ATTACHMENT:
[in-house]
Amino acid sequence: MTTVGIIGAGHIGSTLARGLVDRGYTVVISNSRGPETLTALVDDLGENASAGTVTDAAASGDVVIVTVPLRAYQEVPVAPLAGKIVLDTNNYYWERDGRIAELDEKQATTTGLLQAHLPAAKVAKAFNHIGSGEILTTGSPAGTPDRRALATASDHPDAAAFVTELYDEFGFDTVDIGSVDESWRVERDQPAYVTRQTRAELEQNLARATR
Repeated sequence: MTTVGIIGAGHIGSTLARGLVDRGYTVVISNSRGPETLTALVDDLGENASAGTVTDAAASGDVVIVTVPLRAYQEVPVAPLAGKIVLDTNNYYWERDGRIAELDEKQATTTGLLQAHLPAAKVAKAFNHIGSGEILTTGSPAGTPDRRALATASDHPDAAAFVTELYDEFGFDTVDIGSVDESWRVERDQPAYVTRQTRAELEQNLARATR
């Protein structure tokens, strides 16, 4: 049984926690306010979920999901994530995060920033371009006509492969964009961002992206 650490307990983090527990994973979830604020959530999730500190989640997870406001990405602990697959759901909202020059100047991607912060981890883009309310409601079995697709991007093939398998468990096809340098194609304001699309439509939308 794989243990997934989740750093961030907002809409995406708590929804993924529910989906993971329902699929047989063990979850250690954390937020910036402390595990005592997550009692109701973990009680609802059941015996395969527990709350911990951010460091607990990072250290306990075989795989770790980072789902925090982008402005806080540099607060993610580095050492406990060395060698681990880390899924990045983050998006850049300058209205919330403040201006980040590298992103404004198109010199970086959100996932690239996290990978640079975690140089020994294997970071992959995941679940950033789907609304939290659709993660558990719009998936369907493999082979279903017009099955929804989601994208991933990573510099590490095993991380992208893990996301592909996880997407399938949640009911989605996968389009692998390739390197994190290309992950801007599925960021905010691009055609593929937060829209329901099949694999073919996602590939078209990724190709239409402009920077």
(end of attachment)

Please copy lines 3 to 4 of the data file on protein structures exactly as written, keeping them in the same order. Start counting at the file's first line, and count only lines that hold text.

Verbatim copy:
Repeated sequence: MTTVGIIGAGHIGSTLARGLVDRGYTVVISNSRGPETLTALVDDLGENASAGTVTDAAASGDVVIVTVPLRAYQEVPVAPLAGKIVLDTNNYYWERDGRIAELDEKQATTTGLLQAHLPAAKVAKAFNHIGSGEILTTGSPAGTPDRRALATASDHPDAAAFVTELYDEFGFDTVDIGSVDESWRVERDQPAYVTRQTRAELEQNLARATR
């Protein structure tokens, strides 16, 4: 049984926690306010979920999901994530995060920033371009006509492969964009961002992206 650490307990983090527990994973979830604020959530999730500190989640997870406001990405602990697959759901909202020059100047991607912060981890883009309310409601079995697709991007093939398998468990096809340098194609304001699309439509939308 794989243990997934989740750093961030907002809409995406708590929804993924529910989906993971329902699929047989063990979850250690954390937020910036402390595990005592997550009692109701973990009680609802059941015996395969527990709350911990951010460091607990990072250290306990075989795989770790980072789902925090982008402005806080540099607060993610580095050492406990060395060698681990880390899924990045983050998006850049300058209205919330403040201006980040590298992103404004198109010199970086959100996932690239996290990978640079975690140089020994294997970071992959995941679940950033789907609304939290659709993660558990719009998936369907493999082979279903017009099955929804989601994208991933990573510099590490095993991380992208893990996301592909996880997407399938949640009911989605996968389009692998390739390197994190290309992950801007599925960021905010691009055609593929937060829209329901099949694999073919996602590939078209990724190709239409402009920077």